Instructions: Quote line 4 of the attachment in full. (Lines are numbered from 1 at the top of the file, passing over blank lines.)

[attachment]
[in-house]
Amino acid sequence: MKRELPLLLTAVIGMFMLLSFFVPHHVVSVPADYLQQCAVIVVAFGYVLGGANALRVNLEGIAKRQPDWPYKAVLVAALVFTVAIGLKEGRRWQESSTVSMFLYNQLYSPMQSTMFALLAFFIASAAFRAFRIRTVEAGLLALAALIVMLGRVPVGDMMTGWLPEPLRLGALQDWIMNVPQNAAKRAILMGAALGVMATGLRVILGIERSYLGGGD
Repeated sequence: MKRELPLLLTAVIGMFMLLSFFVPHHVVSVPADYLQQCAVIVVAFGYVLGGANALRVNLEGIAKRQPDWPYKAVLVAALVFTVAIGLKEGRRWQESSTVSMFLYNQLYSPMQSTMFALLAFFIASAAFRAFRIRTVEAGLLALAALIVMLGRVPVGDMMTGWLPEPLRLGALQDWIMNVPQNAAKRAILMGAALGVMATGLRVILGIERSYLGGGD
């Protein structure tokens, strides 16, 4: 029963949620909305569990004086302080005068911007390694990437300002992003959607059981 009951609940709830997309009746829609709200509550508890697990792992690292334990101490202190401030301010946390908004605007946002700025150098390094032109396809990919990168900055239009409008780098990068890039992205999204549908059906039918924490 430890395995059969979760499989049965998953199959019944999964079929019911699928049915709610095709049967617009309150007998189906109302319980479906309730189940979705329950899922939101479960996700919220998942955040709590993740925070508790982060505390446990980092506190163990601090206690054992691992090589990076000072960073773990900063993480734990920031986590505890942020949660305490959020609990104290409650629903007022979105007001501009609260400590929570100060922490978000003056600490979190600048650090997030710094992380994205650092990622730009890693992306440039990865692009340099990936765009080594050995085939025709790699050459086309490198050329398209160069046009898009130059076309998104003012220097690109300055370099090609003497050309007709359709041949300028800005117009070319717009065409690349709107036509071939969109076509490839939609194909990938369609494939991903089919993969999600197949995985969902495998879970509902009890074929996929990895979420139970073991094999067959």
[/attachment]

């Protein structure tokens, strides 16, 4: 029963949620909305569990004086302080005068911007390694990437300002992003959607059981 009951609940709830997309009746829609709200509550508890697990792992690292334990101490202190401030301010946390908004605007946002700025150098390094032109396809990919990168900055239009409008780098990068890039992205999204549908059906039918924490 430890395995059969979760499989049965998953199959019944999964079929019911699928049915709610095709049967617009309150007998189906109302319980479906309730189940979705329950899922939101479960996700919220998942955040709590993740925070508790982060505390446990980092506190163990601090206690054992691992090589990076000072960073773990900063993480734990920031986590505890942020949660305490959020609990104290409650629903007022979105007001501009609260400590929570100060922490978000003056600490979190600048650090997030710094992380994205650092990622730009890693992306440039990865692009340099990936765009080594050995085939025709790699050459086309490198050329398209160069046009898009130059076309998104003012220097690109300055370099090609003497050309007709359709041949300028800005117009070319717009065409690349709107036509071939969109076509490839939609194909990938369609494939991903089919993969999600197949995985969902495998879970509902009890074929996929990895979420139970073991094999067959």